Dear Women's Imaging Insider,
You may have gathered by now that there's an ongoing, heated debate about the effectiveness of screening mammography for finding breast cancer and reducing the number of women who die from the disease each year. Mammography screening proponents argue their position with passion -- but so do those who are critical of the technology.
In this issue of the Insider, we're highlighting the latest salvo in the dispute. A new observational study led by Andrew Coldman, PhD, from the British Columbia Cancer Agency, and published in the Journal of the National Cancer Institute, found that breast cancer screening reduced the mortality rate by 40% -- across all age groups of women.
But these results conflict with those from the Canadian National Breast Screening Study, from which 25-year follow-up data were published this year in BMJ. Read more about the new study and how it fits into the overall mammography conversation in our Insider Exclusive, available to you first as an Insider subscriber.
When you're finished, check out what else is going on in the Women's Imaging Community:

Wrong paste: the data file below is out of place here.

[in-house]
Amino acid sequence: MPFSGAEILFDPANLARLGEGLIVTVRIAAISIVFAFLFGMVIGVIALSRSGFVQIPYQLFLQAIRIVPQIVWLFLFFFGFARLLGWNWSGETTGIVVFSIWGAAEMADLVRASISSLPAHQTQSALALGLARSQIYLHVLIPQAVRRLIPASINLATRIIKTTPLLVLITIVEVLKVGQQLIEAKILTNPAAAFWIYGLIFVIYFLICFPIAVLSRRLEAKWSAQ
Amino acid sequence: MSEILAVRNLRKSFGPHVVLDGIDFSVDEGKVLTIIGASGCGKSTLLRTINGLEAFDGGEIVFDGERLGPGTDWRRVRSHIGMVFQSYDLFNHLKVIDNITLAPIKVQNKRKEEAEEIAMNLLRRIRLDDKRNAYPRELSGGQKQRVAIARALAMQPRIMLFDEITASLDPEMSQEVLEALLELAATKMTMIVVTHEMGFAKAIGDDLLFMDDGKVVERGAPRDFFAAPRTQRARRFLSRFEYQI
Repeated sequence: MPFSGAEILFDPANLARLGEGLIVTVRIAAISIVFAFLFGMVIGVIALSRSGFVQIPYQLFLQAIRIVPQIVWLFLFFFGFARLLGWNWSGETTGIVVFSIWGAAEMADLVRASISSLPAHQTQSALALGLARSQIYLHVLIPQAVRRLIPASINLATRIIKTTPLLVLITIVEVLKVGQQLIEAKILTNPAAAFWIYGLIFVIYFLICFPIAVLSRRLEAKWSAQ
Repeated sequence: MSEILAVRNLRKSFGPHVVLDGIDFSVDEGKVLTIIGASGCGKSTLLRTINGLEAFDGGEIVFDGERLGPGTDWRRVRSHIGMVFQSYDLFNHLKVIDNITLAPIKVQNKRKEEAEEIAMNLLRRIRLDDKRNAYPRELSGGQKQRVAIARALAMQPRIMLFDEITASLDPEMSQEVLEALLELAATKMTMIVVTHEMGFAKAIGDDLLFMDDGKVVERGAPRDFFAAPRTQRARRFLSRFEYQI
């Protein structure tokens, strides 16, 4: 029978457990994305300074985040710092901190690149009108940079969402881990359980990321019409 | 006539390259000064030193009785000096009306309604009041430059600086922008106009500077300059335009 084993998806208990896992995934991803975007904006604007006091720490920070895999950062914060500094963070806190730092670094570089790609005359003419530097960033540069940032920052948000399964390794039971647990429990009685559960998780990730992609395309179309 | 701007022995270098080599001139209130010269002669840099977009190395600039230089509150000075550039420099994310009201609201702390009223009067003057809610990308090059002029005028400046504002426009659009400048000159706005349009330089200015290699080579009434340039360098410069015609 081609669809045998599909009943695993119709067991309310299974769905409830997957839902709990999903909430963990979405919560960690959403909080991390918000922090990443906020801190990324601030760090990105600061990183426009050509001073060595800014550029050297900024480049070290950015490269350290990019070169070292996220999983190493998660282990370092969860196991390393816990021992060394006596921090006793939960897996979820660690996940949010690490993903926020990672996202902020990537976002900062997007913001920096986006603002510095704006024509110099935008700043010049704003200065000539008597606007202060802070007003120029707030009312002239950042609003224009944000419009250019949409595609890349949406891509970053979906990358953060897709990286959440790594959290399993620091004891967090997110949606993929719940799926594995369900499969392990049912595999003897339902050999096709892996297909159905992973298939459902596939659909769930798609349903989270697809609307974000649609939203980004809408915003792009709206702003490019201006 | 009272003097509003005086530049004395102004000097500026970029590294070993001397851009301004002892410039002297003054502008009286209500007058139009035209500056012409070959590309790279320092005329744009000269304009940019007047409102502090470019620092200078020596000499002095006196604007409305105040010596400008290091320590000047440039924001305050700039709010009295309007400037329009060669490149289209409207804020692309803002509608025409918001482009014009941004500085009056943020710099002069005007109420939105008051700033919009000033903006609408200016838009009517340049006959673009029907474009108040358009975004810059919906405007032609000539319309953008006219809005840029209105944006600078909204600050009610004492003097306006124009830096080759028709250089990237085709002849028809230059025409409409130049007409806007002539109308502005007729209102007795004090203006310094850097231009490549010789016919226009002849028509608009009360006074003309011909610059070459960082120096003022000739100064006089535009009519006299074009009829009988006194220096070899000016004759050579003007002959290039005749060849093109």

- Read why researchers from the University of Pennsylvania say that digital breast tomosynthesis shows its greatest benefit when used to screen women younger than 50.
- Learn why using computer-aided detection with digital mammography may not improve radiologists' performance when they interpret screening mammograms.
- Find out how mammography false positives are costing women money -- and time.
- Discover why University of Rochester researchers believe that breast CT has a bright future.
- Read about how nearly 60% of breast imaging radiologists experience repetitive strain injury.
As always, if you have a comment, report, or article idea to share about any aspect of women's imaging, please contact me.